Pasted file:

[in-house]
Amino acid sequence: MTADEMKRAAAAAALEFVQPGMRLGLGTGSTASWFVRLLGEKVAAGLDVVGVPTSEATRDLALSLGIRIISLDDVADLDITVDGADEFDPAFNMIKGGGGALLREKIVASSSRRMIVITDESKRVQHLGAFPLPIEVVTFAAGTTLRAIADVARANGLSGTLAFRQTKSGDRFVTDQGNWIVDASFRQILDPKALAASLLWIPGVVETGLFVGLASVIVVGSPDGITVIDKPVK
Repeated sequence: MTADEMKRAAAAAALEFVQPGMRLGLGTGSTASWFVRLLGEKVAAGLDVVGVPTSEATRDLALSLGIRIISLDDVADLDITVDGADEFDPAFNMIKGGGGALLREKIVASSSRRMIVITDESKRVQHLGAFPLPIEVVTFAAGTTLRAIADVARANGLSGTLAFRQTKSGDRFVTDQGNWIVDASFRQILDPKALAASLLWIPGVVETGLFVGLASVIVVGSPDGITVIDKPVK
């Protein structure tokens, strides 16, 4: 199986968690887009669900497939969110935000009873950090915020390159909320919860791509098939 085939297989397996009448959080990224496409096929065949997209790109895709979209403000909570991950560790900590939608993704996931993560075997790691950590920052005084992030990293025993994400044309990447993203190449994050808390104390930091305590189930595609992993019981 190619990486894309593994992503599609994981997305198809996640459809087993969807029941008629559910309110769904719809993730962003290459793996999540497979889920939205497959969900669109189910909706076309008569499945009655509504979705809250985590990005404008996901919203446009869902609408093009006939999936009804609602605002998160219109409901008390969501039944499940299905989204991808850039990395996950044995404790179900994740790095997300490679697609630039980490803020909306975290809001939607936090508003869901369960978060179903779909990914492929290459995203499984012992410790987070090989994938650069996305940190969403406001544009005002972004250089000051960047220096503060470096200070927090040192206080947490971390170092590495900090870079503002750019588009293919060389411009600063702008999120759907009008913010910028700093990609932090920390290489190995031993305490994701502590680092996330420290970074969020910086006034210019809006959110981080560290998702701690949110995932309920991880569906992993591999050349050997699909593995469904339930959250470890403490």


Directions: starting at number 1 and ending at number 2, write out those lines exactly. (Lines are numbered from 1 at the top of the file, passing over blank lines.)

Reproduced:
[in-house]
Amino acid sequence: MTADEMKRAAAAAALEFVQPGMRLGLGTGSTASWFVRLLGEKVAAGLDVVGVPTSEATRDLALSLGIRIISLDDVADLDITVDGADEFDPAFNMIKGGGGALLREKIVASSSRRMIVITDESKRVQHLGAFPLPIEVVTFAAGTTLRAIADVARANGLSGTLAFRQTKSGDRFVTDQGNWIVDASFRQILDPKALAASLLWIPGVVETGLFVGLASVIVVGSPDGITVIDKPVK